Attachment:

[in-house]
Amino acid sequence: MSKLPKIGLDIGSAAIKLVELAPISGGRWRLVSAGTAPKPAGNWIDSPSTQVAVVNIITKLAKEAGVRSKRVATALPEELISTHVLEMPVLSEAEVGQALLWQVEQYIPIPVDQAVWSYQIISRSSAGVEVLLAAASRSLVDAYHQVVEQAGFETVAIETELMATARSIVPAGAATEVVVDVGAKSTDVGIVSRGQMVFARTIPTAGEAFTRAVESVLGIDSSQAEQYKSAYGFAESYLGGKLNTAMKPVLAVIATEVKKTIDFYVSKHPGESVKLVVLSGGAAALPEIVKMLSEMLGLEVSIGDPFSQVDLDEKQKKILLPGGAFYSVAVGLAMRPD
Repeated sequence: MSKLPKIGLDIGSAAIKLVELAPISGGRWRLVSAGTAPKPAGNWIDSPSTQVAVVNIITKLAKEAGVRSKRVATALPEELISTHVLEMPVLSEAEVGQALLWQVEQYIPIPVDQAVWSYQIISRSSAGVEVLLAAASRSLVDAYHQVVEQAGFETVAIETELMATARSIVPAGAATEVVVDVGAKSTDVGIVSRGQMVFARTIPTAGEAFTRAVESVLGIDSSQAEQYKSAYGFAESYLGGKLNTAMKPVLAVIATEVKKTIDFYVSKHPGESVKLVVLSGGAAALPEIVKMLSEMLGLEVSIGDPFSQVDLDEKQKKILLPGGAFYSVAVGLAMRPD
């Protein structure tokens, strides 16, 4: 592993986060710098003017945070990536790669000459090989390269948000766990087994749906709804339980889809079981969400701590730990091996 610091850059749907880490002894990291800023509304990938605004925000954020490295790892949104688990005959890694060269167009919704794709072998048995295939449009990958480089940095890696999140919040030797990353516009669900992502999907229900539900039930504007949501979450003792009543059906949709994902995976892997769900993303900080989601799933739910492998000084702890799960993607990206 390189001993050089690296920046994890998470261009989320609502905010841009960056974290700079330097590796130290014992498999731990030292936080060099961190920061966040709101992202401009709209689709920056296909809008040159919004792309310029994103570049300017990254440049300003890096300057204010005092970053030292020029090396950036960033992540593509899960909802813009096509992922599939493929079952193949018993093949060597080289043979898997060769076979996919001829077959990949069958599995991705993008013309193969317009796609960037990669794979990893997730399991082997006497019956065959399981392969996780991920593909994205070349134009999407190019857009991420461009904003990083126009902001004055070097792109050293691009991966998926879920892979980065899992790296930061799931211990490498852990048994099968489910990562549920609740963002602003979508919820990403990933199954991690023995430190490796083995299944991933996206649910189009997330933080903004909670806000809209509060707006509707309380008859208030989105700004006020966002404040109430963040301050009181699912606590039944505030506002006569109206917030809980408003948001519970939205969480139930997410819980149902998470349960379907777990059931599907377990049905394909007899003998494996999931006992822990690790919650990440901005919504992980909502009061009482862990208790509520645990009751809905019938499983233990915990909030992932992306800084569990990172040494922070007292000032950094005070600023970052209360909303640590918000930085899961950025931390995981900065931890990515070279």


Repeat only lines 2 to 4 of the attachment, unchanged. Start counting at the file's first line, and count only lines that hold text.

Amino acid sequence: MSKLPKIGLDIGSAAIKLVELAPISGGRWRLVSAGTAPKPAGNWIDSPSTQVAVVNIITKLAKEAGVRSKRVATALPEELISTHVLEMPVLSEAEVGQALLWQVEQYIPIPVDQAVWSYQIISRSSAGVEVLLAAASRSLVDAYHQVVEQAGFETVAIETELMATARSIVPAGAATEVVVDVGAKSTDVGIVSRGQMVFARTIPTAGEAFTRAVESVLGIDSSQAEQYKSAYGFAESYLGGKLNTAMKPVLAVIATEVKKTIDFYVSKHPGESVKLVVLSGGAAALPEIVKMLSEMLGLEVSIGDPFSQVDLDEKQKKILLPGGAFYSVAVGLAMRPD
Repeated sequence: MSKLPKIGLDIGSAAIKLVELAPISGGRWRLVSAGTAPKPAGNWIDSPSTQVAVVNIITKLAKEAGVRSKRVATALPEELISTHVLEMPVLSEAEVGQALLWQVEQYIPIPVDQAVWSYQIISRSSAGVEVLLAAASRSLVDAYHQVVEQAGFETVAIETELMATARSIVPAGAATEVVVDVGAKSTDVGIVSRGQMVFARTIPTAGEAFTRAVESVLGIDSSQAEQYKSAYGFAESYLGGKLNTAMKPVLAVIATEVKKTIDFYVSKHPGESVKLVVLSGGAAALPEIVKMLSEMLGLEVSIGDPFSQVDLDEKQKKILLPGGAFYSVAVGLAMRPD
């Protein structure tokens, strides 16, 4: 592993986060710098003017945070990536790669000459090989390269948000766990087994749906709804339980889809079981969400701590730990091996 610091850059749907880490002894990291800023509304990938605004925000954020490295790892949104688990005959890694060269167009919704794709072998048995295939449009990958480089940095890696999140919040030797990353516009669900992502999907229900539900039930504007949501979450003792009543059906949709994902995976892997769900993303900080989601799933739910492998000084702890799960993607990206 390189001993050089690296920046994890998470261009989320609502905010841009960056974290700079330097590796130290014992498999731990030292936080060099961190920061966040709101992202401009709209689709920056296909809008040159919004792309310029994103570049300017990254440049300003890096300057204010005092970053030292020029090396950036960033992540593509899960909802813009096509992922599939493929079952193949018993093949060597080289043979898997060769076979996919001829077959990949069958599995991705993008013309193969317009796609960037990669794979990893997730399991082997006497019956065959399981392969996780991920593909994205070349134009999407190019857009991420461009904003990083126009902001004055070097792109050293691009991966998926879920892979980065899992790296930061799931211990490498852990048994099968489910990562549920609740963002602003979508919820990403990933199954991690023995430190490796083995299944991933996206649910189009997330933080903004909670806000809209509060707006509707309380008859208030989105700004006020966002404040109430963040301050009181699912606590039944505030506002006569109206917030809980408003948001519970939205969480139930997410819980149902998470349960379907777990059931599907377990049905394909007899003998494996999931006992822990690790919650990440901005919504992980909502009061009482862990208790509520645990009751809905019938499983233990915990909030992932992306800084569990990172040494922070007292000032950094005070600023970052209360909303640590918000930085899961950025931390995981900065931890990515070279």